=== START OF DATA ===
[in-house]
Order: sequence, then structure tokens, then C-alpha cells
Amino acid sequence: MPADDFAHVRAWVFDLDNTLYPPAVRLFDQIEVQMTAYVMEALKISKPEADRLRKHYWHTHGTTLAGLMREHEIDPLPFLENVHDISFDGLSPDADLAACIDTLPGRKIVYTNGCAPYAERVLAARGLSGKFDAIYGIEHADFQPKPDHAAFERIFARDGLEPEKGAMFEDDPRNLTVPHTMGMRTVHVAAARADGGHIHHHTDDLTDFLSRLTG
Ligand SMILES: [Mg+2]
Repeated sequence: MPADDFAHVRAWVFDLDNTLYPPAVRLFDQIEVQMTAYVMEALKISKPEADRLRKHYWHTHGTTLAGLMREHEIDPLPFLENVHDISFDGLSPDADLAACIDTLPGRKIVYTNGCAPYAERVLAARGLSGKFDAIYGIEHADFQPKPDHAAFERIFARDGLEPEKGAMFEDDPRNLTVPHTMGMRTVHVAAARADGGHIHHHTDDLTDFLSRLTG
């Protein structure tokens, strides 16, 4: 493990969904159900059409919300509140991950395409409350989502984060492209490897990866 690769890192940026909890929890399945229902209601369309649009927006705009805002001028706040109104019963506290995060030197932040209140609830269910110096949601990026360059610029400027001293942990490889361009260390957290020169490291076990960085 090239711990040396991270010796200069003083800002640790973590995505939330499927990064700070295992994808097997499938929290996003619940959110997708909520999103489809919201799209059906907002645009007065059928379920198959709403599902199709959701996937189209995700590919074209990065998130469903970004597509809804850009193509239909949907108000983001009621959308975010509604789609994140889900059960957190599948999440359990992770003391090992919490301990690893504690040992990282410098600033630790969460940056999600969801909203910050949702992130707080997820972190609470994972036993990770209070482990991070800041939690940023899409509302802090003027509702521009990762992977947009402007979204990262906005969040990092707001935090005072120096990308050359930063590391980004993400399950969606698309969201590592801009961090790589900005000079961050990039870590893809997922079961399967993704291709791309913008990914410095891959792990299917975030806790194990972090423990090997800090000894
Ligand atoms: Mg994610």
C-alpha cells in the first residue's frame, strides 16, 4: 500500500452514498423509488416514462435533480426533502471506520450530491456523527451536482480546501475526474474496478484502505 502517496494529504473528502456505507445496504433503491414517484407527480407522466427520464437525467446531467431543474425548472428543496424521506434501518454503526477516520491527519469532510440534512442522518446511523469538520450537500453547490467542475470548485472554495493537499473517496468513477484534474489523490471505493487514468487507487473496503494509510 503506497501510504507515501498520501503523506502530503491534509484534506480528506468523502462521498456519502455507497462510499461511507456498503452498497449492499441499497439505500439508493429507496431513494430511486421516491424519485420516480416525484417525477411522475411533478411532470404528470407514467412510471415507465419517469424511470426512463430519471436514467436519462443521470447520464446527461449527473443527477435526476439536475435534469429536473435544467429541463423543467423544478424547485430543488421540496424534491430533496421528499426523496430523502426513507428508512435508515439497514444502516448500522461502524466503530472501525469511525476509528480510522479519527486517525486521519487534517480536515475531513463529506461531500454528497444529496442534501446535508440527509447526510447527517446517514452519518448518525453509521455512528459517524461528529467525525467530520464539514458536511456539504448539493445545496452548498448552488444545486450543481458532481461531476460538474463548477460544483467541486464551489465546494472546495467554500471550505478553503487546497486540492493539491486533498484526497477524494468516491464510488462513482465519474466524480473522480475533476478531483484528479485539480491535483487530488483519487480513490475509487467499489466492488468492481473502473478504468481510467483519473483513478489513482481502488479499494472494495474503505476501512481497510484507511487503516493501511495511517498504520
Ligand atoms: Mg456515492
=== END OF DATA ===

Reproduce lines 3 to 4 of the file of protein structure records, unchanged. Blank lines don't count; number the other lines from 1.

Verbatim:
Amino acid sequence: MPADDFAHVRAWVFDLDNTLYPPAVRLFDQIEVQMTAYVMEALKISKPEADRLRKHYWHTHGTTLAGLMREHEIDPLPFLENVHDISFDGLSPDADLAACIDTLPGRKIVYTNGCAPYAERVLAARGLSGKFDAIYGIEHADFQPKPDHAAFERIFARDGLEPEKGAMFEDDPRNLTVPHTMGMRTVHVAAARADGGHIHHHTDDLTDFLSRLTG
Ligand SMILES: [Mg+2]